In the Lord’s Prayer we are taught to ask for our daily bread. Most of us have never had to wonder where we would find food for the day. Our cupboards and pantries always seem to yield some sort of nourishment. Those of us who are fortunate enough to live in the West have more than likely never gone without food for an entire day. We are blessed beyond measure, and one need only look at the plight of the truly hungry around the world to be reminded of that fact.
According to WorldHunger.org, over 978 million people in the world are going hungry; that’s approximately one out of every six persons on the planet today. This is simply inexcusable for the world at large, but particularly egregious for those of us who seek to follow Jesus. We are told repeatedly in Scripture to feed the hungry (Isaiah 58:7, 10; Matthew 25:31-46; Romans 12:20; James 2:14-17; Deuteronomy 24:19-22; Luke 14:13). Knowing this, why is it that we are content to hoard the food for ourselves? I cringe when I think how often I’ve said, “There’s nothing to eat in this house!” I don’t think that has ever truly been the case. The real truth is there is perhaps nothing I am craving to eat in the house. We are so spoiled that we lament when we run out of a certain food, yet all the while we have more food in our house right now than nearly a billion people will have in an entire year. Our worst hunger cannot compare to their best days.
Many cannot fathom the abundance we take for granted.
We must do something. The problem is large and daunting, but the God we serve is able to deliver the hungry from their distress. He calls us to be His hands and feet in bringing relief to their gnawing stomachs. God will honor and use our prayers, donations and efforts to bring His justice to this world. With the resources we have at our disposal, there is no excuse for a single person to go to bed hungry tonight. Let’s all do a gut check and review our expenses for the last month. How many needless material things did each of us buy? How much money did we spend on food that exceeded our “daily bread”? If we had only given half of that total to feeding the hungry, how much might all our contributions together have totaled? One person can make a difference here; a concentrated effort of all followers of Christ would have an impact that would resonate around the world.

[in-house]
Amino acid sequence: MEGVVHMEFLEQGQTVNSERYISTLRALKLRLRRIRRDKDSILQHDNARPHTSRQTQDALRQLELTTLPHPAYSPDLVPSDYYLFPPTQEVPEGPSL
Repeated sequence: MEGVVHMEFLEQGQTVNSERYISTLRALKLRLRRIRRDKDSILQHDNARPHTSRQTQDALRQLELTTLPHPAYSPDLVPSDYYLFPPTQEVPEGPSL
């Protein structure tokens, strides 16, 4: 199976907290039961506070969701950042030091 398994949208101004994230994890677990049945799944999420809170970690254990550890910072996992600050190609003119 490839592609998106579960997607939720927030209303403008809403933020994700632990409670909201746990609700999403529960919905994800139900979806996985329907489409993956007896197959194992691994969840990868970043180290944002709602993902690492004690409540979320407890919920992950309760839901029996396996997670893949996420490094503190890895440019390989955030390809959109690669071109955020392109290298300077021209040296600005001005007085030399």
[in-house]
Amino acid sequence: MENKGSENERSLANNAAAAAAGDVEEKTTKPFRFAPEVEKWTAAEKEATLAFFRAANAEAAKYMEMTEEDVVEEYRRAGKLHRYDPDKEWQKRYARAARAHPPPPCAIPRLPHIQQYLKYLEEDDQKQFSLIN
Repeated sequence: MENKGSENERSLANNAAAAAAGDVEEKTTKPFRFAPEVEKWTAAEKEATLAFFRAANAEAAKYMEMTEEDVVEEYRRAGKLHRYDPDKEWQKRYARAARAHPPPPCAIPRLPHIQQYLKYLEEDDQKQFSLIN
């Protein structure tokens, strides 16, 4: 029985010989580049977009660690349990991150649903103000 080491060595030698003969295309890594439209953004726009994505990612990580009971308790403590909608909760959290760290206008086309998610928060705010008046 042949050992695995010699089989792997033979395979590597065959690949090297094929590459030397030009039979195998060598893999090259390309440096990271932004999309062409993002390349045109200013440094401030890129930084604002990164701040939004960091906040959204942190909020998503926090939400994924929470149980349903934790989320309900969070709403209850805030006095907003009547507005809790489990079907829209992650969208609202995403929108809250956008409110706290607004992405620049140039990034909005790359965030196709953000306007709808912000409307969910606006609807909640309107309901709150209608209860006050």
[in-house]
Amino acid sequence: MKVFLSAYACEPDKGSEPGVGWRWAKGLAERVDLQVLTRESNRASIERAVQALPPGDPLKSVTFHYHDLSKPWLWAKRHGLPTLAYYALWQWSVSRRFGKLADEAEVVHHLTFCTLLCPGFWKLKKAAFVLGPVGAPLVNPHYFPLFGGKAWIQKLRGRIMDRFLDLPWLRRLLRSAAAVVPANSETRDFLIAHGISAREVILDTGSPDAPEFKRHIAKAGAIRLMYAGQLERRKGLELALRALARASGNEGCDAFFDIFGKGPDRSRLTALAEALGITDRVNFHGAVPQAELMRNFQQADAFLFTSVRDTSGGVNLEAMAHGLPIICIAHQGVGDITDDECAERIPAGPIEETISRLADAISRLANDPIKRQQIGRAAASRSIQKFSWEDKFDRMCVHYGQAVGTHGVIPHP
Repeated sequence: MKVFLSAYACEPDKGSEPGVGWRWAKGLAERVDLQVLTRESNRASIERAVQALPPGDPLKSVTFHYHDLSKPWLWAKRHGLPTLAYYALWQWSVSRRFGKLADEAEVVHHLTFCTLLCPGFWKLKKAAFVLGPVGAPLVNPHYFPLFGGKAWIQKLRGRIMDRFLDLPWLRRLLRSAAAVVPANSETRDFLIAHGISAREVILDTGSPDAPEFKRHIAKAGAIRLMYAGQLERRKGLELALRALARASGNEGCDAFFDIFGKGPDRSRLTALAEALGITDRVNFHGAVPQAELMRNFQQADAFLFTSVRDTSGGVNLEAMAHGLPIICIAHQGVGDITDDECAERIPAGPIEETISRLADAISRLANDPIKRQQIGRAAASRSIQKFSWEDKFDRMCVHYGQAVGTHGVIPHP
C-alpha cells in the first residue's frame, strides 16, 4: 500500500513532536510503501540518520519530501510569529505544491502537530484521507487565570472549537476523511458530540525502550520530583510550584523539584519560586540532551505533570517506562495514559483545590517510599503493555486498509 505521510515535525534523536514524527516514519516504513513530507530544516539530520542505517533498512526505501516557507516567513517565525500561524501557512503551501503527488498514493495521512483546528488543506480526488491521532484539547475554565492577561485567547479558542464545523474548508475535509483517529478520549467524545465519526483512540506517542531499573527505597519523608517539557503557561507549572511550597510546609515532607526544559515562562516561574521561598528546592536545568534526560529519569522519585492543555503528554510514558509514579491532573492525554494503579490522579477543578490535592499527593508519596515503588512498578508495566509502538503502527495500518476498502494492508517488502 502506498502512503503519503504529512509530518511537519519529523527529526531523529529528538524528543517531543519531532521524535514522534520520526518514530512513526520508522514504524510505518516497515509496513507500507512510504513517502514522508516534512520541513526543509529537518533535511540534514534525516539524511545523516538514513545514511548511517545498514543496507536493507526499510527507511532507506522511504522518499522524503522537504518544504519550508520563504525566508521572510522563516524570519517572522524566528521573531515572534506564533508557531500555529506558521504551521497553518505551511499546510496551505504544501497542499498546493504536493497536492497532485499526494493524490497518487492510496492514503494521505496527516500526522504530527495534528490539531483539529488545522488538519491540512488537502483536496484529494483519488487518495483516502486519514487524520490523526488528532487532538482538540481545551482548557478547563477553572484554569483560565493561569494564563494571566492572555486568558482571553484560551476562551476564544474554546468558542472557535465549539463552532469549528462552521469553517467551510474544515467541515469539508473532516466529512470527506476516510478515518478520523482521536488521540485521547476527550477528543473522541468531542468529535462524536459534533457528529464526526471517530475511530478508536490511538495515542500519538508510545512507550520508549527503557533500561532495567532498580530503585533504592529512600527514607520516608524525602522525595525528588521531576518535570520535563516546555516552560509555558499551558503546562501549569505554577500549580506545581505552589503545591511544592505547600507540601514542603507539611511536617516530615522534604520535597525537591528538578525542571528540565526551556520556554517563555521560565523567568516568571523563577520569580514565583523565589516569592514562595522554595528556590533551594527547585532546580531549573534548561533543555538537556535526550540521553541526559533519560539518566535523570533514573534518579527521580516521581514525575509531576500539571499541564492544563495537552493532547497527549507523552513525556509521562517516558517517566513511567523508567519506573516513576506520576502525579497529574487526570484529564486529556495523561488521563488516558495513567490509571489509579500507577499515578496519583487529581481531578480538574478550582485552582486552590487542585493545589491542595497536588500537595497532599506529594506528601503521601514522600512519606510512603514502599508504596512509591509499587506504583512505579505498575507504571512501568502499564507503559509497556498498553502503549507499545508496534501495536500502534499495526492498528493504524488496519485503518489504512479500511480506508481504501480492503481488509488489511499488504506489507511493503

Jesus made it very clear that His followers would show mercy to those around them, and he particularly pointed out feeding the hungry (Matthew 25:31-46). He made this a stipulation of being welcomed into His kingdom. If we do not feed the hungry, then we do not love as Christ loved. Our Western culture has blinded us to the needs of those in other countries; our suburban lifestyle shields us from the hungry in our own cities. It’s not enough to acknowledge and pray for the problem. As followers of Jesus, we must take action. Love is a verb and it is not passive. If we are to love others as Christ did, then we must act. I am not advocating that we should all become destitute and give every last cent to feed the hungry (although I do believe there is virtue in that). I am simply asking that we all, myself included, take a fresh look at how we are spending our money while looking for ways to distribute it to the poor and hungry instead.
Look into the eyes of the hungry. Let their faces burn into your mind. Begin to notice how much food is wasted in our country. We throw away so much food while one in six people lack food for the day. Here’s something I read about that we can all try. Get a large can or perhaps just a separate garbage bag, and put nothing in it except the food you throw away for a week. At the end of the week, weigh it and see how much you have wasted. According to the United Nations, about 25,000 people die each day due to hunger or hunger related diseases. How many lives might have been saved with the food we waste each week? It is sobering and it is not acceptable. Jesus called us to be His hands and feet in this world that has so much hunger. He called us to feed them. We, in turn, have become blind to the needs of others while continuing to satisfy our own selfish desires.
We all need our daily bread, but none of us needs any more than that. What if we all cut back to eating simply what we needed and gave the money we saved to feed someone who is impoverished? We can change the world, one person at a time. We can all make a difference if we would simply do the things Jesus commanded us to do. Don’t turn away from the hungry. God loves them and we should too. Determine today to make a difference in their lives; in the name of Jesus, be the hands that deliver their daily bread.